Virginia State Capitol updates educational display

virginia general assemblyThe Virginia State Capitol, which includes a wide array of resources of abiding national significance, announced an update to one of its educational displays.

On August 24, a new temporary educational exhibit “The Duty to Protect, An Honor to Serve” opened at the State Capitol to commemorate the 400th anniversary of the Division of Capitol Police. Included in one of the interpretive panels was a photo of a Capitol Police officer calmly and professionally addressing a group of people gathered for an event at Capitol Square in March 2017. Yesterday, it was brought to the attention of the Division of Capitol Police and the Library of Virginia who helped coordinate and curate the exhibition as well as to leaders in the General Assembly that one individual among that group in the photo was identified as a white supremacist after the exhibit was installed and unbeknownst to the organizers. Once that fact became known, the picture and panel on which it was displayed were removed within 24 hours.

“We decided to replace the original photo and substitute another picture for the panel to avoid distraction from the exhibit’s sole and primary purpose of commemorating the important work of the dedicated men and women law enforcement officers in Virginia’s Capitol Police,” said Susan Clarke Schaar and G. Paul Nardo, Clerks of the Senate of Virginia and Virginia House of Delegates respectively.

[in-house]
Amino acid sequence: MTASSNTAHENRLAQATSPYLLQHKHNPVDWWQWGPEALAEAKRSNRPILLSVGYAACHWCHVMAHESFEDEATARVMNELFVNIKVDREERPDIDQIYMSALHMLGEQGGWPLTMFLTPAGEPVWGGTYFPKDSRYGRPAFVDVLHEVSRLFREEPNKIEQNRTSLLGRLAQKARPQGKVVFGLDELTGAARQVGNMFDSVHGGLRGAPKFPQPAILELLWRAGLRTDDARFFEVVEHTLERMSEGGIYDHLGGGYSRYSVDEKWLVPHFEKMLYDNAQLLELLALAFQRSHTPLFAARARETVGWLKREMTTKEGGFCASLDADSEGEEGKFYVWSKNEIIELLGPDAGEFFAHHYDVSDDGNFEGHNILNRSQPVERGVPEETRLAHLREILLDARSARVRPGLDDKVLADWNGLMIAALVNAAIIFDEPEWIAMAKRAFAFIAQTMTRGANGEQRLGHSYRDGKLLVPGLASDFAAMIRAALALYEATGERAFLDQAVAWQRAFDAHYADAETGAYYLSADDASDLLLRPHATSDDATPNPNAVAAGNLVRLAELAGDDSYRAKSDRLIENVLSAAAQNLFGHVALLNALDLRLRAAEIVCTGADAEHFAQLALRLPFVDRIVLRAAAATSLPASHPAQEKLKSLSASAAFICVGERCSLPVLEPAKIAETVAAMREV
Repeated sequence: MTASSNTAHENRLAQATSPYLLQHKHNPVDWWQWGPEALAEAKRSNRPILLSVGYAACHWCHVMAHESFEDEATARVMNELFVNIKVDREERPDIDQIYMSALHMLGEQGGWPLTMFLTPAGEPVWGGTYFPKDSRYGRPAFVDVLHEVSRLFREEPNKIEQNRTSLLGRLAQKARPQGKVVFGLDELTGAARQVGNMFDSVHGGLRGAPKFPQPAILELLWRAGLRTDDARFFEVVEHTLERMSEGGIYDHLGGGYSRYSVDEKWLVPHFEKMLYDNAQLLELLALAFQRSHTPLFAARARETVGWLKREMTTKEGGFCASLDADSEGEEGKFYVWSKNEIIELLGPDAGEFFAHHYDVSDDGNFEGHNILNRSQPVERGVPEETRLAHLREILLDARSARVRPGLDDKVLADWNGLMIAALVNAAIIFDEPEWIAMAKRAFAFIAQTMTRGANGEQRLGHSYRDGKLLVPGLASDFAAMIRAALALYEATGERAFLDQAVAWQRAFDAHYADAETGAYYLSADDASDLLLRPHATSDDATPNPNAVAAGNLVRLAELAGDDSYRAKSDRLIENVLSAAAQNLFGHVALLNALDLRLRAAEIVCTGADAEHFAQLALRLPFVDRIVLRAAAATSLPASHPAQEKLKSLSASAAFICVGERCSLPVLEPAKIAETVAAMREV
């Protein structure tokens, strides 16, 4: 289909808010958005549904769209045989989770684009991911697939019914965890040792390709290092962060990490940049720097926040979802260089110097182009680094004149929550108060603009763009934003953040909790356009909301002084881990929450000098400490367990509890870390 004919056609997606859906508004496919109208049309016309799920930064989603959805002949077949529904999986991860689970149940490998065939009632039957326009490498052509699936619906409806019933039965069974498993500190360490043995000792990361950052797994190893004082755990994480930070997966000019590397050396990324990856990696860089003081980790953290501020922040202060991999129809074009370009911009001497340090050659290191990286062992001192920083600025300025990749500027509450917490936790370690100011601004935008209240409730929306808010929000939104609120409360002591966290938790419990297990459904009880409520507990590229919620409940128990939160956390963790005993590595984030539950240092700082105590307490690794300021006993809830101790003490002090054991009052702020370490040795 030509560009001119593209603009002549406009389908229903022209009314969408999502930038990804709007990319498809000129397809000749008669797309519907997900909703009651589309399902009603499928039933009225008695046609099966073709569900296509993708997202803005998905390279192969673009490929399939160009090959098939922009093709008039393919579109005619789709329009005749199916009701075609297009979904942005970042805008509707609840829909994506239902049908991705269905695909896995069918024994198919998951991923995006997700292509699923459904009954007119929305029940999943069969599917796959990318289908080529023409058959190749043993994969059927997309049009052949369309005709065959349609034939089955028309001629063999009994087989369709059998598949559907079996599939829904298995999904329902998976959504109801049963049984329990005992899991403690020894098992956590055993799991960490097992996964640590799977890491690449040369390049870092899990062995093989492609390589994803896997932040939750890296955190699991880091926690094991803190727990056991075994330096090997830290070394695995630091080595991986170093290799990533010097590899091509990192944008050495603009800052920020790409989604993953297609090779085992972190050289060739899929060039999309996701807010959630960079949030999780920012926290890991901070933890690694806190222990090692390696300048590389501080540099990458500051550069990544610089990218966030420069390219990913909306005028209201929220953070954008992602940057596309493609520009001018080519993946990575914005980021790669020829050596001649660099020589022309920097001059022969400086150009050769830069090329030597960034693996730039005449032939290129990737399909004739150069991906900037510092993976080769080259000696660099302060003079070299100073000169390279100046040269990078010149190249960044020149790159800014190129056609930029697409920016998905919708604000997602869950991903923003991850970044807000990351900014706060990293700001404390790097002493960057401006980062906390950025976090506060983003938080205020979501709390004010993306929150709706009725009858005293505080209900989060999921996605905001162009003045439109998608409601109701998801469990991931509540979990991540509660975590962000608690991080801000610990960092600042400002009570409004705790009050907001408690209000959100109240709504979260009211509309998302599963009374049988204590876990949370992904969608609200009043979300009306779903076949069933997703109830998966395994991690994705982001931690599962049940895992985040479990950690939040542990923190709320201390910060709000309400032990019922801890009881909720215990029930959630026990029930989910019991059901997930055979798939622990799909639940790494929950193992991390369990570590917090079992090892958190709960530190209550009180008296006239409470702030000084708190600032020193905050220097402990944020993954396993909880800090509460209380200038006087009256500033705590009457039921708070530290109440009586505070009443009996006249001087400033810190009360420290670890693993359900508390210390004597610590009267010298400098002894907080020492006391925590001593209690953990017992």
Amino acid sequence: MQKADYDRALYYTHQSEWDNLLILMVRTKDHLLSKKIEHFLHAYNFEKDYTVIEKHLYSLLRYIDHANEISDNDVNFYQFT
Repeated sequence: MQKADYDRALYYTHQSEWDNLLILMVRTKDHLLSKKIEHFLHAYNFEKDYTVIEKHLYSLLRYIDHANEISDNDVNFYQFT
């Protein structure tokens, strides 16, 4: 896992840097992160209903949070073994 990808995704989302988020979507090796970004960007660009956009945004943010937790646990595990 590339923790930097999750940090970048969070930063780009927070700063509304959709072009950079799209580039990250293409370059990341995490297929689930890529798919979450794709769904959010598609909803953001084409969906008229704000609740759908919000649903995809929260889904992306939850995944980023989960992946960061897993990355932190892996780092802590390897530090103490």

Exclusive of the temporary exhibit, there also are four flags that help interpret the history of the building which is a National Historic Landmark designated by the U.S. National Park Service. During the American Civil War, the Virginia State Capitol building housed both the Virginia General Assembly and the Confederate government. As part of the educational exhibit that has been on display since the State Capitol renovation was completed in May 2007, these flags – selected because of their shared historical significance since each had flown over the State Capitol at some point since it began operation in 1788 – include an early pattern U.S. flag, the second Confederate national flag, a current U.S. flag and a current Virginia state flag. Last year, a systematic, multi-year revisioning of the overall visitor experience for all of Capitol Square was begun. This second phase of reimagining the Capitol visitor experience continues.

The Virginia State Capitol is both a working government building as well as a public museum and popular tourist destination, with well over 100,000 annual visitors.


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